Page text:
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Nevin Al Sukari - Abu Dhabi - At its interactive pavilion that features a swing, Sharjah Child Friendly Office is showing visitors, especially parents and children, the importance of unstructured play.
Jamil Khan, Senior Reporter
Publishing a children’s book is a collaborative process. Along with the author, several creative minds come together to partner in producing the books that see the light of day. Who are these people and how does this partnership work? This was the topic of discussion at the cultural session, ‘Be my Partner’, held at the 12th Sharjah Children’s Reading Festival.
“Children are my first partners, followed by the publisher, translator and the editor,” said Emirati TV presenter, moderator, and voiceover artist Safia Al Shehi who has published two children’s stories, The Golden Bird and Maha and the Paper. “I wouldn’t have been an author if I had not become a mother. Motherhood was my launching pad as an author.”
Joining the bilingual discussion from London to give their views on the topic were Katie and Kevin Tsang, a husband-and-wife duo who have partnered as co-authors on the Sam Wu and Dragon Realm series of children’s books.
“We write all of our books together,” explained Kevin. “To make sure we both stay sane, we do all the planning, brainstorming, and outlining together on a white board, way before we begin putting down words on a page. Sometimes we may have entirely different perspectives on how a scene will develop, and I’ve realised that those materialise into some of the strongest ones in our books.”
“Another person who partners with us in this process is definitely our editor, and the illustrator is also a valued partner,” added Katie.
Apart from a host of creative professionals, the three authors agreed that it is the young readers who contribute significantly to the development of a book. Conducting workshops with children not only helps writers stay inspired, it also gives them a grip on what kids prefer to read these days.
“One of our workshops, ‘Create a Dragon’, served as an inspiration for our future dragon characters. We also ask kids the names they would give their dragons, for instance. We try and make our books as exciting and as pacey as any anime show or video game used by our target audience,” elaborated Katie.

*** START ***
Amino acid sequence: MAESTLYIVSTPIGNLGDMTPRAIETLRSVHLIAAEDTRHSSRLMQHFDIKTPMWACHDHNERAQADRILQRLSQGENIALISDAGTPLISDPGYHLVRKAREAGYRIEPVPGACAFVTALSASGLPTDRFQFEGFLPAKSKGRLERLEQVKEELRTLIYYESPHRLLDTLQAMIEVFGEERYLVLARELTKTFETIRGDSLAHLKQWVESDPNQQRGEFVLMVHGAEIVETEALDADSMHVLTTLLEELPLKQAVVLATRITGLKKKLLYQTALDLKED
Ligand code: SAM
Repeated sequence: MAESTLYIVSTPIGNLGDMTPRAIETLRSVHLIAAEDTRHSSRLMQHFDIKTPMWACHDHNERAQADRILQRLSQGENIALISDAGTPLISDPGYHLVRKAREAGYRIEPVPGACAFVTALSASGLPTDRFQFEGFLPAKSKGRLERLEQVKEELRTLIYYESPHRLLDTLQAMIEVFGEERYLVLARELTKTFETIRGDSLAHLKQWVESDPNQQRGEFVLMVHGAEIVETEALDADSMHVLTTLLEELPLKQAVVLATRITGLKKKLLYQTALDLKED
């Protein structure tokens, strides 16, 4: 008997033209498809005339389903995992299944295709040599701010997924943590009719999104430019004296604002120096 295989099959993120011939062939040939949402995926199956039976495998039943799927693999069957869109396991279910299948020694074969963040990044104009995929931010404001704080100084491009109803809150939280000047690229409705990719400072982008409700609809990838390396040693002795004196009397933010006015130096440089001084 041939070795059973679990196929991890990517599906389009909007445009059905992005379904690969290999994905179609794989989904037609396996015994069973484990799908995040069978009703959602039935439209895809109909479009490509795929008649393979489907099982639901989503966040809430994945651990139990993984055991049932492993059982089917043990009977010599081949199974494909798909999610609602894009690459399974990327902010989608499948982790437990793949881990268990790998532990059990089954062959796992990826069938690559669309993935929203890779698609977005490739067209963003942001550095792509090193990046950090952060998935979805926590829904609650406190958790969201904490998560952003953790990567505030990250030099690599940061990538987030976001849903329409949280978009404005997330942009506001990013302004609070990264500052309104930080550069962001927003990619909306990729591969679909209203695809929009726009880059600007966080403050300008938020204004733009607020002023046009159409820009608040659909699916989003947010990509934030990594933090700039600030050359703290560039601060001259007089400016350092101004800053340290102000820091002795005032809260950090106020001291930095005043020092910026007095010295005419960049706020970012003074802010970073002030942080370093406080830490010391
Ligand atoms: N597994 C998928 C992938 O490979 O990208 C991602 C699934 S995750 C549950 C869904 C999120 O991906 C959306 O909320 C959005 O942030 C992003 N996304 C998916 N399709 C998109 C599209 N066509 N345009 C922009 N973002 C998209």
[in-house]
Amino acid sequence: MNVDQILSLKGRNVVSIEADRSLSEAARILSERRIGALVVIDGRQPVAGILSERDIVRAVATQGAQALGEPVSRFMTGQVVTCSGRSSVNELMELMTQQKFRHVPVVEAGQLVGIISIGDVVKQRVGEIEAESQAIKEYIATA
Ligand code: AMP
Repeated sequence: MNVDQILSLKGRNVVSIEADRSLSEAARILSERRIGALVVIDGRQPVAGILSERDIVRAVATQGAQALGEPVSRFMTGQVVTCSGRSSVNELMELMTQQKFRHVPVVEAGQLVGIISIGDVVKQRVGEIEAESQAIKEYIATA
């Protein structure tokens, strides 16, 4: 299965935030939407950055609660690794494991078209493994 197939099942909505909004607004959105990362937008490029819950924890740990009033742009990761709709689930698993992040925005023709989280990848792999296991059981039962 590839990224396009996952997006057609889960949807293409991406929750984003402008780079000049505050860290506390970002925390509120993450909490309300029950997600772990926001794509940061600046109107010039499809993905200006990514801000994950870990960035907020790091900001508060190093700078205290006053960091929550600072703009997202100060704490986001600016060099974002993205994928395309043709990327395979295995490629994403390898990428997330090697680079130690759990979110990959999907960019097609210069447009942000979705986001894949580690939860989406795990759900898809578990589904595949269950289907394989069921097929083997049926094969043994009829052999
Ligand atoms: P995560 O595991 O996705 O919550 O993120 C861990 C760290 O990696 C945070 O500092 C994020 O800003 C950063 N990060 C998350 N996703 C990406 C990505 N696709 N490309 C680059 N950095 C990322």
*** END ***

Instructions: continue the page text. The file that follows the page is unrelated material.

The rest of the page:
“What I love is how untethered their imagination is. That inspires me,” said Kevin.
Organised by the Sharjah Book Authority, the Sharjah Children’s Reading Festival aims to unleash the creativity of children and young adults by fostering the imagination. The 11-day event, running daily at Expo Centre Sharjah, concludes on May 29.
SHARJAH CHILD FRIENDLY OFFICE: Sharjah Child Friendly Office (SCFO), an affiliate of the Supreme Council for Family Affairs (SCFA) is highlighting and promoting children’s right to play at the ongoing Sharjah Children’s Reading Festival (SCRF) in Expo Centre Sharjah.
At its interactive pavilion that features a swing, SCFO is showing visitors, especially parents and children, the importance of unstructured play as stipulated in the Convention on the Rights of the Child and in alignment with the UAE Child Protection Law (Wadeema).
The entity has taken the opportunity to encourage children to play, given its importance in aiding both their physical and psychological development. SCFO also seeks to underline that play is a key to unlocking several talents and capabilities in children and enables them to gain essential life skills.
Throughout the festival, SCFO will raise the awareness of visitors through a competition that requires visitors to take pictures inside the pavilion and upload them on Instagram using the hashtag #Sharjahchildfriendly. A cash prize will be given to 2 randomly-selected winners before the conclusion of SCRF 2021 on May 29.
The pavilion is also educating participants and visitors at SCRF 2021 on SCFO’s programmes and initiatives, in addition to promoting Sharjah as the region’s first Child Friendly City as part of Unicef’s Child Friendly Cities initiative, and highlight the emirate’s achievements to promote and elevate the rights of children with the highest international standards.
The 11-day festival features 537 activities, including 132 workshops and activities, author discussions, dances and theatre.
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